I see from the excellent Vox Political blog that a row has broken out over claims by Conservative Central Office of big reductions in the number of jobless claiming benefit under the last coalition government.
The BBC reports a row over the way Essex Tory MPs are presenting falls in unemployment figures. The row concentrates on them using the claimant count. ( Jobseekers Allowance only) rather than the number of people seeking work who are not on benefit. This makes a huge difference to the numbers unemployed in constituencies.
Central Office defended their stance by saying : “This (questions surrounding the use of JSA figures) is nonsense. This unemployment measure is provided by the independent House of Commons Library – and for constituencies they are the most up to date and most reliable numbers to use.They are used by MPs and candidates across the country, regardless of political party.”
However as readers of this blog will know this is not the true and accurate picture because since Iain Duncan Smith, the work and pensions secretary, introduced universal credit – those transferred from JSA and still on the dole were no longer counted in the JSA figures. So where there are jobcentres already implementing universal credit in constituencies these figures were much less.
So it is rather outrageous for Tory Central Office to quote the very House of Commons reports that reveal this as the correct interpretation of the claimant count particularly if they only use JSA..
The very latest statistics available have for the first time started showing both but the situation is a mess as this report from the Commons library covering unemployment in February 2015 shows. For the first time it does try to show those on Universal Credit and those on JSA who are the dole – adding about 27,900 to the JSA total.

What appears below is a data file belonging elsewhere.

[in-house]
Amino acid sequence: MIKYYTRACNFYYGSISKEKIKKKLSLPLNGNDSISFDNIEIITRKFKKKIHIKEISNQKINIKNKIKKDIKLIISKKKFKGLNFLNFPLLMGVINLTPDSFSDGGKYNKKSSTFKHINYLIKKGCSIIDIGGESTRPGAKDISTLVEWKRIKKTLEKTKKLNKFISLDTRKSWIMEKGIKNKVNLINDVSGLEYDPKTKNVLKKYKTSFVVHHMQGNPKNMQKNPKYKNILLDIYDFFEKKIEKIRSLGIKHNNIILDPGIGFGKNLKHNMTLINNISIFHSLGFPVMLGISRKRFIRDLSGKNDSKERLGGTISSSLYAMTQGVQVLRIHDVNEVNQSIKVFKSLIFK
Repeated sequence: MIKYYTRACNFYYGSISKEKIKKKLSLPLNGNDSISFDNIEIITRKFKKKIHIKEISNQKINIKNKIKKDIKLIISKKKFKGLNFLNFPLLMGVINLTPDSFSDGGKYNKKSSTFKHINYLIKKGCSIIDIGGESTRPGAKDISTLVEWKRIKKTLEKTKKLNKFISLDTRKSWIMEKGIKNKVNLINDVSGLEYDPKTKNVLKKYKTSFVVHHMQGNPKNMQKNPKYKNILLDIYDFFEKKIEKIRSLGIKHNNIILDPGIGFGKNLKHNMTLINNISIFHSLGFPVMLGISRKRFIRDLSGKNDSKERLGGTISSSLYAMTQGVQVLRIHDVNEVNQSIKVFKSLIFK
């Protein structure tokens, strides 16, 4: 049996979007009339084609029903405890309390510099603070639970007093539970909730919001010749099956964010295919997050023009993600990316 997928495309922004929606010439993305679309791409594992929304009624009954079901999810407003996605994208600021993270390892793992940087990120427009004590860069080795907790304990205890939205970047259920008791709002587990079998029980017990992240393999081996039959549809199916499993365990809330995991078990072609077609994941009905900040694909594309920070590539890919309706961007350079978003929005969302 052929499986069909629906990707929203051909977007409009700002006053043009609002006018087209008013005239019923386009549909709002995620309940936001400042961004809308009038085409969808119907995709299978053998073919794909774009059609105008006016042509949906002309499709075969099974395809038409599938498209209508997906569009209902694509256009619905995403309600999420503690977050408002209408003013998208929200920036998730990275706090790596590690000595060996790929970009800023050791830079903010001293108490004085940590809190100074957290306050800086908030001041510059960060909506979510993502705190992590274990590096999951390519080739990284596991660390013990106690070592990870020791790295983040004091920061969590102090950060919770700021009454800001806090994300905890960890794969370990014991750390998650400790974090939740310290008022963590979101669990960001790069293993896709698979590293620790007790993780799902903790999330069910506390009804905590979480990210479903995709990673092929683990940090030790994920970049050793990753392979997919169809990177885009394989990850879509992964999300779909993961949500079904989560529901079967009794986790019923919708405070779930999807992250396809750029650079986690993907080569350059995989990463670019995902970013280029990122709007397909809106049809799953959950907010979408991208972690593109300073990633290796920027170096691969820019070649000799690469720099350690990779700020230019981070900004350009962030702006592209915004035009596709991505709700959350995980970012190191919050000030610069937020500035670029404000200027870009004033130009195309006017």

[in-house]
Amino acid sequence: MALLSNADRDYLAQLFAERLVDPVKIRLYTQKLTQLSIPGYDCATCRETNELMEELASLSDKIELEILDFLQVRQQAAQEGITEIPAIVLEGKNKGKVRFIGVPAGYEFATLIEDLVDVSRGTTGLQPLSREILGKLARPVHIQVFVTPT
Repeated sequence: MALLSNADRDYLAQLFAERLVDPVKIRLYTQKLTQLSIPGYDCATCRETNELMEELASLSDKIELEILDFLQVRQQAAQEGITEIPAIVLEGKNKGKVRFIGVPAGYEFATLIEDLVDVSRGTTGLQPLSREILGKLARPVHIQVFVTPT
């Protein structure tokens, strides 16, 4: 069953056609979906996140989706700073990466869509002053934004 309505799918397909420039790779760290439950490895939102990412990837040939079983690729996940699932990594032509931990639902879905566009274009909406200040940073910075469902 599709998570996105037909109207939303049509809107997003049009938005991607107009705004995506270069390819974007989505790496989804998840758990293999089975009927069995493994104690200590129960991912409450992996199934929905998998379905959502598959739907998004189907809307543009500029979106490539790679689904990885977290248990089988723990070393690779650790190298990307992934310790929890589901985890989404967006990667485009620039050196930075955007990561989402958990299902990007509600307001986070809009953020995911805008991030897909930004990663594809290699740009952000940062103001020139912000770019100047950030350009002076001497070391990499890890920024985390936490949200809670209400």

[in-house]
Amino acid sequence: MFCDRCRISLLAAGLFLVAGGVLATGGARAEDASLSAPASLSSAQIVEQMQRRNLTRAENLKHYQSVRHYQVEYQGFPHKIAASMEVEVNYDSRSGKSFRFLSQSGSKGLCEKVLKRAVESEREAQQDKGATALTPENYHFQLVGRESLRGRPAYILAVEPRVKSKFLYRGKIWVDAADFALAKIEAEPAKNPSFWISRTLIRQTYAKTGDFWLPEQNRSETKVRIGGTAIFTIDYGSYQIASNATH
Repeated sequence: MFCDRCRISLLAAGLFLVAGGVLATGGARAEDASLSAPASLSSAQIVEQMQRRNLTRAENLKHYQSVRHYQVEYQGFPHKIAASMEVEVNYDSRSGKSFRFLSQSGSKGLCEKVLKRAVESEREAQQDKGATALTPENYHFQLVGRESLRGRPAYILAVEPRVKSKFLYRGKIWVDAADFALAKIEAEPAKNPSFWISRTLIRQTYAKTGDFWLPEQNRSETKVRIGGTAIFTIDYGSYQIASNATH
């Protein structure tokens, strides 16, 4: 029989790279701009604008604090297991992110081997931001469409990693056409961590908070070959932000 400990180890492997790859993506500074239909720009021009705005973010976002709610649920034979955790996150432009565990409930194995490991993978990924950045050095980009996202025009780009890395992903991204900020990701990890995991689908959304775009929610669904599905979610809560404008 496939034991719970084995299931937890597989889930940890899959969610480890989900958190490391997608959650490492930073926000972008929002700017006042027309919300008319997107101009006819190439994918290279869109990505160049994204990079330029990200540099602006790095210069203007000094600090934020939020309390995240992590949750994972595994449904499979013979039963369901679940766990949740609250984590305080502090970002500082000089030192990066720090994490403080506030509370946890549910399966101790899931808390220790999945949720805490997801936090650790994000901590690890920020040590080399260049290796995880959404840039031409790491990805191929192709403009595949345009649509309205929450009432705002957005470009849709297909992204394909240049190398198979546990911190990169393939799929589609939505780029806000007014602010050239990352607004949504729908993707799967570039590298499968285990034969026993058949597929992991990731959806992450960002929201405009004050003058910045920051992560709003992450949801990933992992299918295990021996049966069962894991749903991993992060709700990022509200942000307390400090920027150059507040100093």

As the report says : “From April 2013, some unemployed people attending certain jobcentres are claiming Universal Credit rather than JSA. Consequently, simply looking at the number of JSA claimants in the areas affected may not give an accurate reflection of the number of people looking for work. At the national level, the effect of Universal Credit on the total claimant count remains minor.”
But given the distortion between those on the dole in the prosperous South and less prosperous North these figures are still significant. In the North West of England it accounts for another 25,000 on the dole. In London it is just 400.
To make matters worse trying to breakdown accurate figures for the long-term employed and by age group is impossible at the moment. The figures are just not available.
As the report says: “Data on the number of Universal Credit claimants who are out-of-work by age are currently not published at the constituency level. However, data are available on JSA claimants by age.
In constituencies where Universal Credit has been introduced, the number of JSA claimants may not reflect the actual number of unemployed claimants in a particular age group.”
It adds: “Similarly, data on the number of Universal Credit claimants who are out-of-work by duration of claim are currently not published at the constituency level.”
So beware of false claims and people quoting official House of Commons documents to back them up. They are not necessarily giving the full picture.